Now I don’t profess to be a medical person, but, like anyone else, realise that I may need to rely upon their professional expertise at some point in the future. I find it refreshing that influential people within medicine recognise that COMPLEXITY and UNCERTAINTY can be simplified by asking the right questions in advance. And that, as a result, better outcomes can be achieved.

Maybe, eventually, other professionals, C-level Executives and those that carry the associated financial risks will realise that there are some significant lessons to be learnt from questioning current practises and conventional wisdom.

There is no excuse for "failing to prepare…" and every reason to ask different and better questions.

"Avoidable failures are common and persistent, not to mention demoralizing and frustrating, across many fields — from medicine to finance, business to government," he writes.

"And the reason is increasingly evident: the volume and complexity of what we know has exceeded our individual ability to deliver its benefits correctly, safely, or reliably. Knowledge has both saved and burdened us."

via With ‘The Checklist Manifesto,’ Atul Gawande writes a powerful, clear testament to a deceptively simple tool | cleveland.com.

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Christmas shocker: Derman on models!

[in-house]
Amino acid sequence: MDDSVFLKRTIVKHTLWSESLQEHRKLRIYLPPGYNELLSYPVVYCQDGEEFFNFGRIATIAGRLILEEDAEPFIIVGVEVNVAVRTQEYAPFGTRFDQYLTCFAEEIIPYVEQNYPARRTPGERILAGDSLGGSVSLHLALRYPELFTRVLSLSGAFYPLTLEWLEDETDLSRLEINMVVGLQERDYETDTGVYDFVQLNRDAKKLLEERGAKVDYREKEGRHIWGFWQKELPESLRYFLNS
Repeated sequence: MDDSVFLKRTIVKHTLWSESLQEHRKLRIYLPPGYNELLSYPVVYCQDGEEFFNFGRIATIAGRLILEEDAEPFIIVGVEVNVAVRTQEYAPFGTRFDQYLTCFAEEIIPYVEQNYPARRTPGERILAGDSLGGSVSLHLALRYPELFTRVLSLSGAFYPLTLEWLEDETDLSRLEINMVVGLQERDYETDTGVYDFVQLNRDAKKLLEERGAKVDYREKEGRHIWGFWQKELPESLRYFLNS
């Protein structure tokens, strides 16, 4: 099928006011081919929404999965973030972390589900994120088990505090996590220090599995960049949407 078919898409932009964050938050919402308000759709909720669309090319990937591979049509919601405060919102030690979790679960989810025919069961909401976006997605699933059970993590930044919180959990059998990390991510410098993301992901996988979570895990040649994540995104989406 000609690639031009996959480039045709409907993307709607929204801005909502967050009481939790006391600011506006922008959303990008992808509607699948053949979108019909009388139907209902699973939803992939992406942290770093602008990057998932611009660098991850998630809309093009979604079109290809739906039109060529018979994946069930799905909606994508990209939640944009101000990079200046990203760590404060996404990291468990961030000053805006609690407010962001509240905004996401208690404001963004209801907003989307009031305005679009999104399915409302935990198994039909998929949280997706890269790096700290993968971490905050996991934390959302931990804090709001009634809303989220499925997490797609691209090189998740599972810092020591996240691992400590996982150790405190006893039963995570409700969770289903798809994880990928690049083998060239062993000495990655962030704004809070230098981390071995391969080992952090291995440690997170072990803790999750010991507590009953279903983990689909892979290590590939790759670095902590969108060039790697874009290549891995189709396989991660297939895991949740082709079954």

Diagram of Schrodinger's cat theory. Roughly b... 

Image via Wikipedia

NO…not those kind of models! No saucy snaps here. But there is a link to a great article from Gillian Tett (Financial Times) – highlighted by THE website for people seeking knowledge and informed opinion on important issues – for those “too blinkered” to see event the most obvious flaws in financial (and risk) modelling:


Derman adds, mean that models should be junked. They can be valuable if employed with five, key principles: firstly, financial models should avoid too much axiomatisation; secondly, they should be as “vulgar” as possible (meaning there should be “as direct a path as possible between observation of similarities and the consequences”). Thirdly – and crucially – they should “sweep dirt under the carpet but let users know about it” (i.e., tell everyone up front what has been ignored in the model assumptions.) Fourthly, model users should be trained to think of models as “Gedanken experiments”, used to illustrate a theory but never meant to be physically carried out – like Schrödinger’s cat. Last but not least, financial players must stop their “idolatry” of models; and, presumably, their worship of quants.

Low probability: HIGH impact events

buiding-collapseIf you think I am exaggerating the risks then PLEASE do tell me but, first, you may want to give it some thought.

A few years ago, “disasters” – whether natural or man-made – that involved a large number of fatalities, affected whole countries (or regions) were, to many, just news items to view at dinner time or discuss over a beer. They tended to happen to people unknown to you and so far away that perhaps the scale was lost on you.